The Cundill History Prize (formerly the Cundill Prize in Historical Literature) was founded in 2008 by Peter Cundill to recognize and promote literary and academic achievement in history.
David Lewis (born David Losz; June 23, or October 1909 – May 23, 1981) was a Canadian labour lawyer and social democratic politician.
Dawson College is an English-language Collège d’enseignement général et professionnel (CEGEP) located in Montreal, Quebec, Canada.
Désiré Girouard (July 7, 1836 – March 22, 1911) was a Canadian lawyer, politician, and Puisne Justice of the Supreme Court of Canada.
Delta Kappa Epsilon (ΔΚΕ), commonly known as DKE or Deke, is one of the oldest North American fraternities, with 56 active chapters across America and Canada.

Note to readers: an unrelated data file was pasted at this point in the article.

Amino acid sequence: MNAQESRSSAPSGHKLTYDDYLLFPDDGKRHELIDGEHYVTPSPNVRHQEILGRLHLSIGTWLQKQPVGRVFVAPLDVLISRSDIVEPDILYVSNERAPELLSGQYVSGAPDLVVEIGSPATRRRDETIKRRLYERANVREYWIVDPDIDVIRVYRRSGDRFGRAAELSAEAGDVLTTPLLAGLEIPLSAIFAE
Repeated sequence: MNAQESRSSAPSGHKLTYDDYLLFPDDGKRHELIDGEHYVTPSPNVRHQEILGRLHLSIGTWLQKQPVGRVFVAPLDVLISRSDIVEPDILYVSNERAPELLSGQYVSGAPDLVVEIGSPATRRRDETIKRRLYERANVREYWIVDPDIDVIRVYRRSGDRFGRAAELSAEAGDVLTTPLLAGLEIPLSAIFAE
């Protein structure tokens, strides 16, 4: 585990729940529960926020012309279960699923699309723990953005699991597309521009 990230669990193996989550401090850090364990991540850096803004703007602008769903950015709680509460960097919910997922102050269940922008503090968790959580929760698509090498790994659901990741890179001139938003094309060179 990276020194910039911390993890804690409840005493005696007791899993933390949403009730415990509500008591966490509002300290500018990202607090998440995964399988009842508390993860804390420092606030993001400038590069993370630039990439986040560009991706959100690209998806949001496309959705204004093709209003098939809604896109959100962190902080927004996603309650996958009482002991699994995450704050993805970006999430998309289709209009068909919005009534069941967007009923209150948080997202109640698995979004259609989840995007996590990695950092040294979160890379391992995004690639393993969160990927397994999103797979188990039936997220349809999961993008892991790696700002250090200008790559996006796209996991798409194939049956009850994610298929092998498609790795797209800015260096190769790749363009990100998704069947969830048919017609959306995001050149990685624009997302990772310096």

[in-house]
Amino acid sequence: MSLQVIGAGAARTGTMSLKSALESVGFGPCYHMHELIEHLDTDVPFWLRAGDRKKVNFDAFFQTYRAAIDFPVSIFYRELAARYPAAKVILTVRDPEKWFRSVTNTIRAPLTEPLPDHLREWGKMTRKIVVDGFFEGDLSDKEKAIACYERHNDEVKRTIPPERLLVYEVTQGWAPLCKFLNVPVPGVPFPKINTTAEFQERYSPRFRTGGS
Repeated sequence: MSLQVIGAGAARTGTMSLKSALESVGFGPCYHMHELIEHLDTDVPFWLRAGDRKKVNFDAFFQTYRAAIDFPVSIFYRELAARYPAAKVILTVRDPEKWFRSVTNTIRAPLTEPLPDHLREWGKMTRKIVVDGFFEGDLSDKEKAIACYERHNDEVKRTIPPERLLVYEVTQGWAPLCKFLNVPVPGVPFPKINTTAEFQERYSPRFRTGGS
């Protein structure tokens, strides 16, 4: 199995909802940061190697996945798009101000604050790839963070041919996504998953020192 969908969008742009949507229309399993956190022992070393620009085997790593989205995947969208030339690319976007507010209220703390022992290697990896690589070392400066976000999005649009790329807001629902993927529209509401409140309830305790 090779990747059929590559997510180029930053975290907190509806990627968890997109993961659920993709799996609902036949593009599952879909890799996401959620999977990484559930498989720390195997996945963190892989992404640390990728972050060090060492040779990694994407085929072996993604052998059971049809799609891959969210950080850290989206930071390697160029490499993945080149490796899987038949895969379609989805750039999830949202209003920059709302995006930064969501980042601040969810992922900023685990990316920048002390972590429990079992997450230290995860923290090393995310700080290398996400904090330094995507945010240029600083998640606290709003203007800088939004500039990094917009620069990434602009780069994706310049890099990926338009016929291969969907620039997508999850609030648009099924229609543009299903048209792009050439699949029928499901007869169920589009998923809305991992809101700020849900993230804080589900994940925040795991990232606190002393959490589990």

Delta Lambda Phi (ΔΛΦ) is an international social fraternity for gay, bisexual, transgender and progressive men.
Delta Upsilon (ΔΥ), commonly known as DU, is a collegiate men's fraternity founded on November 4, 1834 at Williams College in Williamstown, Massachusetts.
A dependant (British English) or dependent (American English) is a person who relies on another as a primary source of income.
The Desautels Faculty of Management is a faculty of McGill University.
Doctor Penfield Avenue (officially in Avenue du Docteur-Penfield) is a one-way eastbound street located in the Golden Square Mile neighbourhood of the borough of Ville-Marie in Montreal, Quebec, Canada.